Note: Oops! Just discovered on 22nd July 2014 that the link above to the example crypt.wsgi was pointing to an old incorrect version, I have updated the link to point to a corrected version.
We now need to edit settings.py pick your favourite commandline editor, e.g. nano, pico or vi.
You need to set the Administrator email details and the TimeZone for your server. This step is the same as the original Ubuntu instructions. You can therefore look at section 27 here http://derflounder.wordpress.com/2012/12/31/first-look-at-crypt/
sudo python manage.py syncdb
These steps are again the same as the original Ubuntu instructions so you can look at section 28 here http://derflounder.wordpress.com/2012/12/31/first-look-at-crypt/
Note: The user account being created here is only used internally in the database it is not linked in anyway to Open Directory or any other OS X user account. It is used when you login to Crypt Server via a web-browser.
Then we do
sudo python manage.py migrate
sudo python manage.py collectstatic
Again this is the same as the standard Ubuntu instructions so see sections 29 and 30 here http://derflounder.wordpress.com/2012/12/31/first-look-at-crypt/
We have now in theory finished installing and setting up Crypt Server, the remaining steps will be integrating it into Apple's Server.app
Launch Server.app and go to the webserver service. Create a new website using the hostname you chose in step 1. Leave it using the standard port 80 and all IP addresses settings. Click on the Edit button next to Aliases and add a rule to map from a path of /static/ to a folder (any folder) we will be manually editing this later because Server.app does not let you browse to /usr/local where we need it to point to.
You should now quit Server.app for now, do not start the webservice yet. Next we want to manually edit the apache conf file corresponding to the website you have just created. This will be located in /Library/Server/Web/Config/apache2/sites/ it will have a name something like 0000_any_80_cryptserver.example.com.conf the exact name will depend on the host name you are using. You need to edit this in Terminal.app using your favourite editor. You want to set the line beginning with DocumentRoot (the fourth line typically) to the following
You also want to set the line beginning with <Directory similarly as follows
We have to do this manually because the files for Crypt Server are not in the normal websites folder location, and because in Server.app you cannot browse and set the location to somewhere in /usr/local/ as this is 'hidden' from view.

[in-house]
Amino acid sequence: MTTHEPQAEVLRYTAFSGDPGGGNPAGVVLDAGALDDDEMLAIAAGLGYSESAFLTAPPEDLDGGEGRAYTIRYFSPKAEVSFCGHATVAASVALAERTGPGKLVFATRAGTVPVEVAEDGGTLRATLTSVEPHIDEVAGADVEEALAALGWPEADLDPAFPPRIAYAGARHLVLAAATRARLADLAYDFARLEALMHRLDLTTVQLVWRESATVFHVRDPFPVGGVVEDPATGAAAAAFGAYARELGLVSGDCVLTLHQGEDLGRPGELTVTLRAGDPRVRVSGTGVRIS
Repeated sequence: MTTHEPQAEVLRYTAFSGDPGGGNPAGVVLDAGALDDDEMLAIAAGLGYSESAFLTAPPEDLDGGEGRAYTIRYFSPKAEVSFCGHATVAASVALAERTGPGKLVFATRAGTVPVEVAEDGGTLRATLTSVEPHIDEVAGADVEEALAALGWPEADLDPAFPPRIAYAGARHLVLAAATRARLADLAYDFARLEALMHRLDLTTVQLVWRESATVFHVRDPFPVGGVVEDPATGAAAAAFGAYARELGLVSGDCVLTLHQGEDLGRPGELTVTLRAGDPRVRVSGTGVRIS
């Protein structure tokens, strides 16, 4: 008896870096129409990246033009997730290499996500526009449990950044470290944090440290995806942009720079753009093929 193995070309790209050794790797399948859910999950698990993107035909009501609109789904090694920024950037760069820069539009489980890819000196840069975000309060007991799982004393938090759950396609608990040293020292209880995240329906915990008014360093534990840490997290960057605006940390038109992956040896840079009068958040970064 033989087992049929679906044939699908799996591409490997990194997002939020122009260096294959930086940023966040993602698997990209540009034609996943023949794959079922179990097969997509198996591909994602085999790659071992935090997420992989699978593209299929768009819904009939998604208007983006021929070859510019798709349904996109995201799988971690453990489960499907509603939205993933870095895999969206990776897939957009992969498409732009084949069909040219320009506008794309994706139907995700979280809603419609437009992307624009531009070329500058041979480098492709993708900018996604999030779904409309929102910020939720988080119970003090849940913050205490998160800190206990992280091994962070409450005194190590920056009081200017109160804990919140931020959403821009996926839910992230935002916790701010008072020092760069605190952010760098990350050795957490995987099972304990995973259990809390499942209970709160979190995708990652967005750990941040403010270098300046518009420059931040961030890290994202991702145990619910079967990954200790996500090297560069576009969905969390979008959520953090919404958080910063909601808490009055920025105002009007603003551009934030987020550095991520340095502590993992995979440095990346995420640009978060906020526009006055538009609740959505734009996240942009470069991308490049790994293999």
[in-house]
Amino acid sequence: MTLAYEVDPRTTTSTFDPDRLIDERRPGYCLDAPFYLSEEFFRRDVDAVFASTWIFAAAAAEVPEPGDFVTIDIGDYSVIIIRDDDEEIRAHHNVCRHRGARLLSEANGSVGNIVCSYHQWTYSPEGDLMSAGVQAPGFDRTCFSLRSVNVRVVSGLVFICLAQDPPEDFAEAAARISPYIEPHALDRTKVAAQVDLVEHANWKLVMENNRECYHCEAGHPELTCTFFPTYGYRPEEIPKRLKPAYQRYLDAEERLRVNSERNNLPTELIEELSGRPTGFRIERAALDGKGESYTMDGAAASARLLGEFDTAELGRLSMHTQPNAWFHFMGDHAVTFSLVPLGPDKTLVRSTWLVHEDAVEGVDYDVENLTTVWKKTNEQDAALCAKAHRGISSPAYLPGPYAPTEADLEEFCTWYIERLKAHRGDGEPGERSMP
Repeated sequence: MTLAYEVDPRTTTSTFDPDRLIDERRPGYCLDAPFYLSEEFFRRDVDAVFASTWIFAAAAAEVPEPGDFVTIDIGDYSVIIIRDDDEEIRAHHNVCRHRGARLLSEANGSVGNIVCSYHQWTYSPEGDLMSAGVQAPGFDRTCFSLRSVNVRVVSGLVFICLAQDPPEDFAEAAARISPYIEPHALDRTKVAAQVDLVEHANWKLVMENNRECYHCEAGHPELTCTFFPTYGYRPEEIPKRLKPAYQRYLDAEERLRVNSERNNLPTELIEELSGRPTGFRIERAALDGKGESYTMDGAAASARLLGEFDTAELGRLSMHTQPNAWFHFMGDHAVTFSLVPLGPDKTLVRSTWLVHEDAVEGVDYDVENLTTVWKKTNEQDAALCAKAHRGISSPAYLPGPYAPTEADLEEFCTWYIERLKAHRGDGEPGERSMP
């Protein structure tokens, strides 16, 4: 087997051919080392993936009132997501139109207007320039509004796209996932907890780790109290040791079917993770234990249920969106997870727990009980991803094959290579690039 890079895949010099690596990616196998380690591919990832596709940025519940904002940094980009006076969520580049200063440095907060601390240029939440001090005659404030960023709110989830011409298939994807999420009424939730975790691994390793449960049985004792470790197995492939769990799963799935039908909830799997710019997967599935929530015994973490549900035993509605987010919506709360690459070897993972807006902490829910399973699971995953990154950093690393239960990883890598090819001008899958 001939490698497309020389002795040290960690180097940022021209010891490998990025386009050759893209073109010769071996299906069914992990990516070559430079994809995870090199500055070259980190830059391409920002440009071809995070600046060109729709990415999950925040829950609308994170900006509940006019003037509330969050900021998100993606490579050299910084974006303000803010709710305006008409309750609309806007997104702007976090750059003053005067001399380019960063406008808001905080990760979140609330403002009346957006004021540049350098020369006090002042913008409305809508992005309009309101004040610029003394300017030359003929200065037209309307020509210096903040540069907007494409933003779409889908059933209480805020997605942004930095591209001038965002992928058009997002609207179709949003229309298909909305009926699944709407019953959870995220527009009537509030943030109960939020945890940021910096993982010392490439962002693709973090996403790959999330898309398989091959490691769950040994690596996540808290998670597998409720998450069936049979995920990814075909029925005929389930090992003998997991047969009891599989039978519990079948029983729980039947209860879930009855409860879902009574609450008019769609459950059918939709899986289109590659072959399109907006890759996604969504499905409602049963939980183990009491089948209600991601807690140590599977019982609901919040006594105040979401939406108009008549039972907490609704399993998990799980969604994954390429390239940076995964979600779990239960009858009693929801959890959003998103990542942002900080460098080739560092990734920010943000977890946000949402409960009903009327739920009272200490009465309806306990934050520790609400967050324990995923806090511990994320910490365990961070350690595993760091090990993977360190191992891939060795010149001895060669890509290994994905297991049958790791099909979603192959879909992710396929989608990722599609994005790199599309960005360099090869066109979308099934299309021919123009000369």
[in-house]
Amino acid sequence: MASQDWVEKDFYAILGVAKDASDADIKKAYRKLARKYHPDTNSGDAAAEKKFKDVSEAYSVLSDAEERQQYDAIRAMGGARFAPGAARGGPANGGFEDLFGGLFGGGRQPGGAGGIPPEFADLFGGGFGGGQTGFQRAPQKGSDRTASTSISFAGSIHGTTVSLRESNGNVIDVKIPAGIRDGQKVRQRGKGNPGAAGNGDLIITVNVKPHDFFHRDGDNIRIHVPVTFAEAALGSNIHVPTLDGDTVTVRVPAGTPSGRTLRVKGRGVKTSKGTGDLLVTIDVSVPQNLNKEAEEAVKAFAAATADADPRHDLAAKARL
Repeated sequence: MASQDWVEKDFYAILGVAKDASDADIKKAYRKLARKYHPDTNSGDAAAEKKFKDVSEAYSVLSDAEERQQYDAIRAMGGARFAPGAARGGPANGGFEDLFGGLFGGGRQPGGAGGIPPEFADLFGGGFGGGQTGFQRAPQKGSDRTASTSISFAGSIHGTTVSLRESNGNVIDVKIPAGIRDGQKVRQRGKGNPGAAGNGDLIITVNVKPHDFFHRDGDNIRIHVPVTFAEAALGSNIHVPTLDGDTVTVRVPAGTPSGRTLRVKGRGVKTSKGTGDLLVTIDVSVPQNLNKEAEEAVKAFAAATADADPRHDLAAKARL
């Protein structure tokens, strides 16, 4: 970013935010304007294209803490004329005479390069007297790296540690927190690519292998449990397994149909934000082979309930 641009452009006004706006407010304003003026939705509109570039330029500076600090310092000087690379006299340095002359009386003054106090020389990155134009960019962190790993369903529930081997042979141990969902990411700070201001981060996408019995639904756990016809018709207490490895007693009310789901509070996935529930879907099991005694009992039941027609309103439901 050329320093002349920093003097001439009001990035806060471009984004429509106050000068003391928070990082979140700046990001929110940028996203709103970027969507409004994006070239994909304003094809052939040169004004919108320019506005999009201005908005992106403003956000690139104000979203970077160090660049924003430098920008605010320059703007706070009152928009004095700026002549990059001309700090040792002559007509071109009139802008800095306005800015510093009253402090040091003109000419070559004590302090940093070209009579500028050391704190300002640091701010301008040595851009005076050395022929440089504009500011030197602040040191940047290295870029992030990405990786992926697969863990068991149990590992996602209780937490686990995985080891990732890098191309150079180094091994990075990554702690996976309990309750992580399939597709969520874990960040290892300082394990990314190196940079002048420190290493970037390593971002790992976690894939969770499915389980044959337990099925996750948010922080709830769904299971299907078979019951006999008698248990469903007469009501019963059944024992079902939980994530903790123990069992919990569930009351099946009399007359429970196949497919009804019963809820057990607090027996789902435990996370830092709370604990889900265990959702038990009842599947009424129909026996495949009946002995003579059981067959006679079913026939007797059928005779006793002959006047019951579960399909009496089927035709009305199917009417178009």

Note: Fortunately my experience is that once this change is made manually, Server.app respects it and does not later overwrite it.
The standard Ubuntu instructions tell you to run the website with an additional user account setup specifically for it and that you need to add an additional command to the apache conf file you have just edited above. I could not get those instructions to work with Server.app but fortunately it is not necessary to do so. If you follow the instructions here the website will run successfully with the standard _www account. You do need however to set the ownership of the Crypt Server files to _www so that the standard account can access and modify the Crypt Server database. To do this issue the following command
sudo chown -R _www /usr/local/crypt_env
We now need to setup the extra config files to make the Crypt Server django webapp available as a webapp that will be listed in Server.app and this will allow us to have this webapp run when someone accesses this website. In this article I will merely tell you what to put where and how to then turn it on, but for more details on how you setup webapps in general with Server.app see my other article about this topic available here http://jelockwood.blogspot.co.uk/2013/06/running-django-webapps-with-os-x.html
You need to first place a file called com.crypt.webapp.wsgi.plist in /Library/Server/Web/Config/apache2/webapps/ here is a copy of com.crypt.webapp.wsgi.plist I have made for you. You also need to place a file called httpd_crypt.conf in /Library/Server/Web/Config/apache2/ here is a copy of httpd_crypt.conf for you to use.
You can now open Server.app again. Go to the webserver service and select the website you previously added in step 7 above. Edit the website by clicking on the pencil button, scroll down and click on the 'Edit Advanced Settings...' button. You should now see a list of available webapps, the one you want to enable (tick) is the 'FileVault Escrow Server'. This corresponds to the webapp that the two files you have just installed has defined and this will run the Crypt Server webapp when you access this website. Then click OK and then click Done. You can now start the websites service.
All being well you should now be able to access the Crypt Server in a web-browser at a URL like http://cryptserver.example.com/ depending on what hostname you are using.